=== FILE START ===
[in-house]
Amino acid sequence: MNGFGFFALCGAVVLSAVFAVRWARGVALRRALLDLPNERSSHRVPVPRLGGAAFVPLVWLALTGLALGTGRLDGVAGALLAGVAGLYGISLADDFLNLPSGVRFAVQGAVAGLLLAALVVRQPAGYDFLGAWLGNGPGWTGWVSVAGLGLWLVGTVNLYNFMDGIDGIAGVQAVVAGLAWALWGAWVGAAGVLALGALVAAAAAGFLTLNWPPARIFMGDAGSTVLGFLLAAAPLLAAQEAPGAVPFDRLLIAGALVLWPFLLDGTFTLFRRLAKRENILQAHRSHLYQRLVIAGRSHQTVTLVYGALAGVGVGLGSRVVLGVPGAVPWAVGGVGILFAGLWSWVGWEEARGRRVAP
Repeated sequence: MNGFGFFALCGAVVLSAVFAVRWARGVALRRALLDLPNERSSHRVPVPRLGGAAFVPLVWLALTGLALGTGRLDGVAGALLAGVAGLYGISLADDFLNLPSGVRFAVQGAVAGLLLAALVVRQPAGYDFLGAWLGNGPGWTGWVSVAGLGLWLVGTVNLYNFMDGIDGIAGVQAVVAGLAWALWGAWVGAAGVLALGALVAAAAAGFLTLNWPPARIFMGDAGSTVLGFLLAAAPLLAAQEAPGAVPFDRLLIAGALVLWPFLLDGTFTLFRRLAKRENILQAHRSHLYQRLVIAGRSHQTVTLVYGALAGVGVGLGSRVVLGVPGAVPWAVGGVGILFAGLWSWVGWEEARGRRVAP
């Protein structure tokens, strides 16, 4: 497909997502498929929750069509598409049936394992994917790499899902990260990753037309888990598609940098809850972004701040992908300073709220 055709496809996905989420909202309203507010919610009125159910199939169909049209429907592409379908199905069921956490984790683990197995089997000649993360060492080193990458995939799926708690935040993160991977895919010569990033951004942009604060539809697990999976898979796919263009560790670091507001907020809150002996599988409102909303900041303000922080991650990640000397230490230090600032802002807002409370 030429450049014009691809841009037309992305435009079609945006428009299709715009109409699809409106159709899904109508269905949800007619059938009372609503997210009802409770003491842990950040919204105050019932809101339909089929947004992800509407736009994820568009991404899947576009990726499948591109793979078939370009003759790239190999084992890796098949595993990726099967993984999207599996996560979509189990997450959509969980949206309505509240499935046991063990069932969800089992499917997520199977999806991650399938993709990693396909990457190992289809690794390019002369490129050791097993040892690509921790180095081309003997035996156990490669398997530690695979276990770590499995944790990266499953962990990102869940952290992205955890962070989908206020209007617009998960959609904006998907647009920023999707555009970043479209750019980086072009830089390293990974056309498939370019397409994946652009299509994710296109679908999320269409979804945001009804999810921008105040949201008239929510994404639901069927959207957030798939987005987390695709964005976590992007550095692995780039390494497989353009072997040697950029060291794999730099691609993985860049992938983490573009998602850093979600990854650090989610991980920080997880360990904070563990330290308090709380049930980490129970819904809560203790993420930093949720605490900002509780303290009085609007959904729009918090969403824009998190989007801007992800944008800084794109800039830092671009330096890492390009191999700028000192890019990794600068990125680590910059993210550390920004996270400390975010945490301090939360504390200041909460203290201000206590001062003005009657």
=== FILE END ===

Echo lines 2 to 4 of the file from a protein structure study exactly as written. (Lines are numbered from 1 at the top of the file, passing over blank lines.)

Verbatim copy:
Amino acid sequence: MNGFGFFALCGAVVLSAVFAVRWARGVALRRALLDLPNERSSHRVPVPRLGGAAFVPLVWLALTGLALGTGRLDGVAGALLAGVAGLYGISLADDFLNLPSGVRFAVQGAVAGLLLAALVVRQPAGYDFLGAWLGNGPGWTGWVSVAGLGLWLVGTVNLYNFMDGIDGIAGVQAVVAGLAWALWGAWVGAAGVLALGALVAAAAAGFLTLNWPPARIFMGDAGSTVLGFLLAAAPLLAAQEAPGAVPFDRLLIAGALVLWPFLLDGTFTLFRRLAKRENILQAHRSHLYQRLVIAGRSHQTVTLVYGALAGVGVGLGSRVVLGVPGAVPWAVGGVGILFAGLWSWVGWEEARGRRVAP
Repeated sequence: MNGFGFFALCGAVVLSAVFAVRWARGVALRRALLDLPNERSSHRVPVPRLGGAAFVPLVWLALTGLALGTGRLDGVAGALLAGVAGLYGISLADDFLNLPSGVRFAVQGAVAGLLLAALVVRQPAGYDFLGAWLGNGPGWTGWVSVAGLGLWLVGTVNLYNFMDGIDGIAGVQAVVAGLAWALWGAWVGAAGVLALGALVAAAAAGFLTLNWPPARIFMGDAGSTVLGFLLAAAPLLAAQEAPGAVPFDRLLIAGALVLWPFLLDGTFTLFRRLAKRENILQAHRSHLYQRLVIAGRSHQTVTLVYGALAGVGVGLGSRVVLGVPGAVPWAVGGVGILFAGLWSWVGWEEARGRRVAP
């Protein structure tokens, strides 16, 4: 497909997502498929929750069509598409049936394992994917790499899902990260990753037309888990598609940098809850972004701040992908300073709220 055709496809996905989420909202309203507010919610009125159910199939169909049209429907592409379908199905069921956490984790683990197995089997000649993360060492080193990458995939799926708690935040993160991977895919010569990033951004942009604060539809697990999976898979796919263009560790670091507001907020809150002996599988409102909303900041303000922080991650990640000397230490230090600032802002807002409370 030429450049014009691809841009037309992305435009079609945006428009299709715009109409699809409106159709899904109508269905949800007619059938009372609503997210009802409770003491842990950040919204105050019932809101339909089929947004992800509407736009994820568009991404899947576009990726499948591109793979078939370009003759790239190999084992890796098949595993990726099967993984999207599996996560979509189990997450959509969980949206309505509240499935046991063990069932969800089992499917997520199977999806991650399938993709990693396909990457190992289809690794390019002369490129050791097993040892690509921790180095081309003997035996156990490669398997530690695979276990770590499995944790990266499953962990990102869940952290992205955890962070989908206020209007617009998960959609904006998907647009920023999707555009970043479209750019980086072009830089390293990974056309498939370019397409994946652009299509994710296109679908999320269409979804945001009804999810921008105040949201008239929510994404639901069927959207957030798939987005987390695709964005976590992007550095692995780039390494497989353009072997040697950029060291794999730099691609993985860049992938983490573009998602850093979600990854650090989610991980920080997880360990904070563990330290308090709380049930980490129970819904809560203790993420930093949720605490900002509780303290009085609007959904729009918090969403824009998190989007801007992800944008800084794109800039830092671009330096890492390009191999700028000192890019990794600068990125680590910059993210550390920004996270400390975010945490301090939360504390200041909460203290201000206590001062003005009657």